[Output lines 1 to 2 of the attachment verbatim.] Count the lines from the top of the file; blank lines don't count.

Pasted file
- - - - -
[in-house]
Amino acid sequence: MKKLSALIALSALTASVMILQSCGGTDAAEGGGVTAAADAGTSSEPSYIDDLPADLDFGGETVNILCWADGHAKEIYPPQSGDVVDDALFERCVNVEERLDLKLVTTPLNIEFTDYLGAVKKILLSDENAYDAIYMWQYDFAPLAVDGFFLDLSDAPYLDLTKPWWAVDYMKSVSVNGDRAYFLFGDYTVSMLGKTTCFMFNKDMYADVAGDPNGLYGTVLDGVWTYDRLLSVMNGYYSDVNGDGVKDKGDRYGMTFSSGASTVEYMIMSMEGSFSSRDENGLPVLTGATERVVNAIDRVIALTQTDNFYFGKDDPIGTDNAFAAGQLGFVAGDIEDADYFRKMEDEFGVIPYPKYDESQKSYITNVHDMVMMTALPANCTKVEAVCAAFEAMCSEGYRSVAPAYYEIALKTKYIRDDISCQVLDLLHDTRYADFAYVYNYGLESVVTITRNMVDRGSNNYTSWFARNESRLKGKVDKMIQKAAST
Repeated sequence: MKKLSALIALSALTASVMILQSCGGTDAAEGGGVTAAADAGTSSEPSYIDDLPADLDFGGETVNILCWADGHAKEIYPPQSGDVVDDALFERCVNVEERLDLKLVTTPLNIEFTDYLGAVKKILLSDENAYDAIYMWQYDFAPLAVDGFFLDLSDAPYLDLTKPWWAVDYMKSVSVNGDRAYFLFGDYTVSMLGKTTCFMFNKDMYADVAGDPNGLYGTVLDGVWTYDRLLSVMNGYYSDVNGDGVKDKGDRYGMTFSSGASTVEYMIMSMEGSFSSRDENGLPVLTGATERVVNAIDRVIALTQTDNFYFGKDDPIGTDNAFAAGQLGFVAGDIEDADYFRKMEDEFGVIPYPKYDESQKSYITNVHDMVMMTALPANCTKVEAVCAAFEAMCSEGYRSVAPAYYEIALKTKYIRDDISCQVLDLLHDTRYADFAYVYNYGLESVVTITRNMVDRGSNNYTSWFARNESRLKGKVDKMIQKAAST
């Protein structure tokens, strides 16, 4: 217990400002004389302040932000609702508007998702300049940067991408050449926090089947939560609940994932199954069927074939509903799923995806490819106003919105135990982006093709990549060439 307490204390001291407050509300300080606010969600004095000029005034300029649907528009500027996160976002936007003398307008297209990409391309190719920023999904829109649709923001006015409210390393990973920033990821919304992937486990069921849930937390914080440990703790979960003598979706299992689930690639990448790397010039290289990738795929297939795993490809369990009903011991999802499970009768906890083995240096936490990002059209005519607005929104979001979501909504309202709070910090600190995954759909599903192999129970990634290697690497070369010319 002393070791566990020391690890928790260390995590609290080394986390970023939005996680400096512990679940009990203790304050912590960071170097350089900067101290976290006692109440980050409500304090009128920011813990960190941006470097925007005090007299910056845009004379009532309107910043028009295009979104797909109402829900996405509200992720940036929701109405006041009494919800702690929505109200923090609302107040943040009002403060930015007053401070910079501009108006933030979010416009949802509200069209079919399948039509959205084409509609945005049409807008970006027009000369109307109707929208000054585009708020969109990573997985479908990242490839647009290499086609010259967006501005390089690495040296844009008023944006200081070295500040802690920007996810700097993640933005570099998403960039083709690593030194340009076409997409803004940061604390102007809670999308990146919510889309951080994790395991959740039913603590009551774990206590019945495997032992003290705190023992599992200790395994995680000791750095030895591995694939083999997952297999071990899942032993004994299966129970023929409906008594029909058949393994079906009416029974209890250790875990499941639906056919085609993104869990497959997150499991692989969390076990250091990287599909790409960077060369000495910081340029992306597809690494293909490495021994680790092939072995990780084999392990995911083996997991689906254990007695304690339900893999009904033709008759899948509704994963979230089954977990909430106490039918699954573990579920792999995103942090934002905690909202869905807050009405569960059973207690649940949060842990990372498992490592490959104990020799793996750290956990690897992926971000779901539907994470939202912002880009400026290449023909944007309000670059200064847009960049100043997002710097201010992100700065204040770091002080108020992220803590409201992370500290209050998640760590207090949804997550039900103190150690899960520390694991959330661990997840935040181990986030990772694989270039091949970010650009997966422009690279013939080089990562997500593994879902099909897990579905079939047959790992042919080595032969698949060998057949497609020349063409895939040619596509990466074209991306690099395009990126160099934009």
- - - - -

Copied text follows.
[in-house]
Amino acid sequence: MKKLSALIALSALTASVMILQSCGGTDAAEGGGVTAAADAGTSSEPSYIDDLPADLDFGGETVNILCWADGHAKEIYPPQSGDVVDDALFERCVNVEERLDLKLVTTPLNIEFTDYLGAVKKILLSDENAYDAIYMWQYDFAPLAVDGFFLDLSDAPYLDLTKPWWAVDYMKSVSVNGDRAYFLFGDYTVSMLGKTTCFMFNKDMYADVAGDPNGLYGTVLDGVWTYDRLLSVMNGYYSDVNGDGVKDKGDRYGMTFSSGASTVEYMIMSMEGSFSSRDENGLPVLTGATERVVNAIDRVIALTQTDNFYFGKDDPIGTDNAFAAGQLGFVAGDIEDADYFRKMEDEFGVIPYPKYDESQKSYITNVHDMVMMTALPANCTKVEAVCAAFEAMCSEGYRSVAPAYYEIALKTKYIRDDISCQVLDLLHDTRYADFAYVYNYGLESVVTITRNMVDRGSNNYTSWFARNESRLKGKVDKMIQKAAST